Swings, slides, and monkey bars — children’s eyes light up at even the mention of them. While getting your child to do homework or chores might sometimes be a struggle, no effort is needed to get him or her to the playground.

After all, it’s a fun place to socialize with friends and burn off some energy. Unfortunately, it can also be a place for injury, including concussions.

The likelihood of a concussion is greatest during activities where collisions or falls can occur. With young children especially, concussions can happen during playtime or “roughhousing” with friends or siblings.

Whereas older children may have an athletic trainer watching out for them during athletic events, younger children might not even realize they hurt themselves. Nor will they know to tell their parents that something serious may have happened. This makes diagnosing concussion in young children more difficult.

Concussion symptoms in younger children also present differently. Kids tend to exhibit behavior changes, more fatigue, and changes in their sleep patterns. These are all things parents or teachers may notice but that the children don’t report. In comparison, teenagers are typically able to tell someone that they feel dizzy or have a headache.

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Simple Steps to Make the Playground Safer for Children

To help reduce the likelihood of concussion and other injuries, here are some simple steps that parents can take to make time on the playground safer for their children:

  • Always keep an eye on your child.
  • Pay attention to the condition of the playground equipment, as well as the ages and activity of the other children on the playground.
  • Ideally, there should be separate play areas for pre-school children away from older children.
  • Remove hoods or drawstrings that might get caught on playground equipment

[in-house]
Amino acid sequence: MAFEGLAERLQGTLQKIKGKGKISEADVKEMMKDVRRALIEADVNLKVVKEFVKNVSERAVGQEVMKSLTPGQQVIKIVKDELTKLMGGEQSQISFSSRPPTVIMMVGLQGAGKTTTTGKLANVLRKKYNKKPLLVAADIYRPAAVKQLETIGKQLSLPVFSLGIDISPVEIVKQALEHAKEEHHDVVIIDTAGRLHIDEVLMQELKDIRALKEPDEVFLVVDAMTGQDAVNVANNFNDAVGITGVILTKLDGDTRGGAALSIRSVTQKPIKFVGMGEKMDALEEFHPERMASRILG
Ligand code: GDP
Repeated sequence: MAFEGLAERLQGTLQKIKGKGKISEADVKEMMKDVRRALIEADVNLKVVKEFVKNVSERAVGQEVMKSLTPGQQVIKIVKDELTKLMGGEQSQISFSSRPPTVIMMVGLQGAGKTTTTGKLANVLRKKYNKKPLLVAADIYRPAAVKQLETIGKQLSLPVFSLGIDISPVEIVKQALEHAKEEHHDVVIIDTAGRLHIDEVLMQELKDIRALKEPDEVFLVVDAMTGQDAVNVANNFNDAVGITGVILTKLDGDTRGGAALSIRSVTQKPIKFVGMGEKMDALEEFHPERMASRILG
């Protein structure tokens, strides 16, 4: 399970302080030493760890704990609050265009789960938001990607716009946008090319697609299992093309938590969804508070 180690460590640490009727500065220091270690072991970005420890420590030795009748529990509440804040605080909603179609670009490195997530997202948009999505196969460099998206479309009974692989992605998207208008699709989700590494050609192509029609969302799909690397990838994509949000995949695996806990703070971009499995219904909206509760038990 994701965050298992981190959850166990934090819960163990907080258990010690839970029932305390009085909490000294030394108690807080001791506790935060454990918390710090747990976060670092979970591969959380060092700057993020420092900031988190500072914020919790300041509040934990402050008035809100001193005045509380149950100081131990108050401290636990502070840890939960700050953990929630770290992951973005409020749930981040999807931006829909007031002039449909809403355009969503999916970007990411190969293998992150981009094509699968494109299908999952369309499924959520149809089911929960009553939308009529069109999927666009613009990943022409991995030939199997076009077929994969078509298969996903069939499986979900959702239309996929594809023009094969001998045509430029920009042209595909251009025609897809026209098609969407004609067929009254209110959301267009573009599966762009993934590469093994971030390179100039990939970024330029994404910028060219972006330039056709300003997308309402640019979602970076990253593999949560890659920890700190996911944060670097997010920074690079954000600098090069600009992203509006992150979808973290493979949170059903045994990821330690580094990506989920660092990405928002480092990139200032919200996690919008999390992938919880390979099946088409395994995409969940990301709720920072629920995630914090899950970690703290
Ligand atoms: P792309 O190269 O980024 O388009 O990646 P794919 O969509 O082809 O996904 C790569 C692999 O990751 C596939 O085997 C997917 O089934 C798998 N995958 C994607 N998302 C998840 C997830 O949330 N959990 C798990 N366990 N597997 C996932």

• Make sure the surfaces around the playground equipment where a child might land are filled with loose fill, such as wood chips, sand, or gravel.

Children’s brains are still doing a lot of developing in their young years. If a concussion is sustained, the brain has to both develop and recover at the same time, making the recovery process slower.

If you witness your child taking a tumble on the playground, keep an eye on his or her behavior. It’s important to get evaluated by a medical professional trained in concussion management if differences are noted. And if your child loses consciousness, has mental status changes, or experiences severe vomiting, you should seek emergency medical treatment immediately.

About Sports Medicine

Sports and physical activity bring with them a potential for injury. If you are looking to prevent, treat, or rehabilitate a sports injury – or improve athletic performance – UPMC Sports Medicine and the UPMC Sports Medicine Concussion Program can help. We serve athletes and active people of all ages and experience levels. Our experts partner with the Pittsburgh Steelers, Pittsburgh Penguins, Pitt Panthers, and about 100 other high school, college, and regional teams and events throughout Pennsylvania – working daily to build better athletes.